Standing in the way of any shot will be the energetic and athletic Danny Green.

Standing in the way of any shot will be the energetic and athletic Danny Green.

North Carolina’s Defense

Defensively, I think both these teams match up well. Both offenses like to play the run-and-gun offense, and defense is the X factor for this game. Villanova has great defense from players like Stokes, Anderson, Redding, and obviously Reynolds, but UNC has great defenders as well, and this comes from stars Hansbrough, Green, and Lawson. Yes, the Villanova guards are quick and can score from virtually every place on the court, but the UNC defense is ready to run and contest any shot. The matchup of Lawson and Reynolds will be an interesting one, but in the end I’d take Lawson to have a better game offensively and defensively. Another great UNC defender is Green. He is averaging just fewer than two steals a game and over a block a game, showing that he can stop you in more than just one way. Finally, the defensive presence of Hansbrough will be too much for Cunningham. Although Tyler doesn’t have the stats to prove his defensive abilities, he’s a very physical player that will not be pushed around by anyone. If you get in this kid’s face, you’re in for quite the physical game. This will eliminate the threat of Cunningham, who is key to the Villanova offensive and once again prove why North Carolina is the better team.

North Carolina’s Intangibles

I respect Villanova for the run they have had, and hey, I’m all for the Big East making it far in the tournament. However, I think UNC is playing for something bigger. Coming into the season, this team was thought to go undefeated through the entire season and win the NCAA tournament. But this was proved incorrect with horrid losses against teams like Boston College and Maryland. Coming into the tournament there were questions about Lawson’s health and he has proved to everyone that he can play through the pain, and lead his team like he did all season long. Although Villanova might seem like a team of “destiny”, talent overrules this and UNC’s got plenty of it. Players like Lawson and Hansbrough came back for one reason: to win a championship and settle for nothing less. Villanova, I congratulate you on a great run, but North Carolina is a better team than you. Sorry Mark, but you’re looking at the future NCAA champions in the North Carolina Tar Heels.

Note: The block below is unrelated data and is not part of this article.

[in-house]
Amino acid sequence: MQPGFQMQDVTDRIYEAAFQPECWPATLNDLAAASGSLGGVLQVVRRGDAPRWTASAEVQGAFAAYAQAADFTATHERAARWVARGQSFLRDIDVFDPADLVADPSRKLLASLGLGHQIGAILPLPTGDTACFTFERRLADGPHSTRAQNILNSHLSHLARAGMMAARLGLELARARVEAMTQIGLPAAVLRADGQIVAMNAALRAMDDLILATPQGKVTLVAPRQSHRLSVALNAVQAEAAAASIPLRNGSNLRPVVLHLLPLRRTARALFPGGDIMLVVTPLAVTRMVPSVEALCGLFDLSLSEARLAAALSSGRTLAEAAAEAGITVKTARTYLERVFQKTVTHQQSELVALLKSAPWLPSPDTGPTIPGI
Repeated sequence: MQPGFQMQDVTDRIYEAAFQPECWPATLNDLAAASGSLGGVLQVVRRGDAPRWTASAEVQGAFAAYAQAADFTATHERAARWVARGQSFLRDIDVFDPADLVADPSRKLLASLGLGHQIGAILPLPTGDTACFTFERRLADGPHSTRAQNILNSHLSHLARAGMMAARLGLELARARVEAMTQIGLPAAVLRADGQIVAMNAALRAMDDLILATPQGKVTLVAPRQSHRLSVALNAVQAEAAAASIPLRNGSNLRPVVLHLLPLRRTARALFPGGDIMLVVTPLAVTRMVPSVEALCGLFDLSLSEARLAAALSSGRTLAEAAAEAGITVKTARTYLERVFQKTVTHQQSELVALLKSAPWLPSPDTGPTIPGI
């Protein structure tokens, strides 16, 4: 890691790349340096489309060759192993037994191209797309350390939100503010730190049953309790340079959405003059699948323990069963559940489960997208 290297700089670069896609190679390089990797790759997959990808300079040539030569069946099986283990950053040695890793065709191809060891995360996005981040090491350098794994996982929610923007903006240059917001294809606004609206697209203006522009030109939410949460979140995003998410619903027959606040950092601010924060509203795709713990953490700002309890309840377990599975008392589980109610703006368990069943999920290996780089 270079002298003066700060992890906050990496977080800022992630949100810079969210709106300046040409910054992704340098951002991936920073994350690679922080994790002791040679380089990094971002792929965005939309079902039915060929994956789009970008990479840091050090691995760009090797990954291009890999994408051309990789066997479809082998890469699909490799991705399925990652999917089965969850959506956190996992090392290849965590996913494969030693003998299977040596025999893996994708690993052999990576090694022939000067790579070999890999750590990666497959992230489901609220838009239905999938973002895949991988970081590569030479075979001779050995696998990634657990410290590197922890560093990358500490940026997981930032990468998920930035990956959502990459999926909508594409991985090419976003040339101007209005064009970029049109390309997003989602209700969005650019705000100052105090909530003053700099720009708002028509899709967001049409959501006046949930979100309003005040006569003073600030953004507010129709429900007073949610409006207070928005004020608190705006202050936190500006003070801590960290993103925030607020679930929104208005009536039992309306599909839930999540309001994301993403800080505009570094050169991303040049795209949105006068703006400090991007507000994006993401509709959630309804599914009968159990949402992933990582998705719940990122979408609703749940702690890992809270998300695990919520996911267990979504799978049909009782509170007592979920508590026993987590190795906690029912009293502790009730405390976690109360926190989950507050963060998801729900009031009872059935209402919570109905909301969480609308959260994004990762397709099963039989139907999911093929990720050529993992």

Villanova’s Intangibles

If you want to even call them one, Villanova is this year’s cinderalla. As a three seed, they are going up against the best teams from the Big East, ACC, and Big Ten. They definitely deserve to be here, but more than any other team remaining, they have gotten here on heart, determination, and getting hot at the right time. I fully believe they will be able to keep this streak going against North Carolina. As we talked about earlier in the week and on the radio show, it will take a great game from Villanova and a below average game for UNC for the Wildcats to come out on top. However, I don’t see that being too far out of the question. Villanova style of play has worked for them all year, and that is to hang with teams until they find their stroke from outside, and then pull away like the game was never close. Two games that remind me of this are the Marquette game and the Providence game. In both, the game looked as though it could go either way before the back court just started scoring at will and Cunningham knocked down everything from 17 feet on in. Do I think North Carolina is going to win this game? Yes. But this Villanova team is not getting a lot of respect that it has tried to gain all year, and Saturday might mark the end of them putting up with it. I look for Hansbrough and Lawson to play outstanding as they always do, but I also think Ellington and especially Green are going to struggle against a solid Villanova team. Good luck, Kevin.


Michigan State’s Backcourt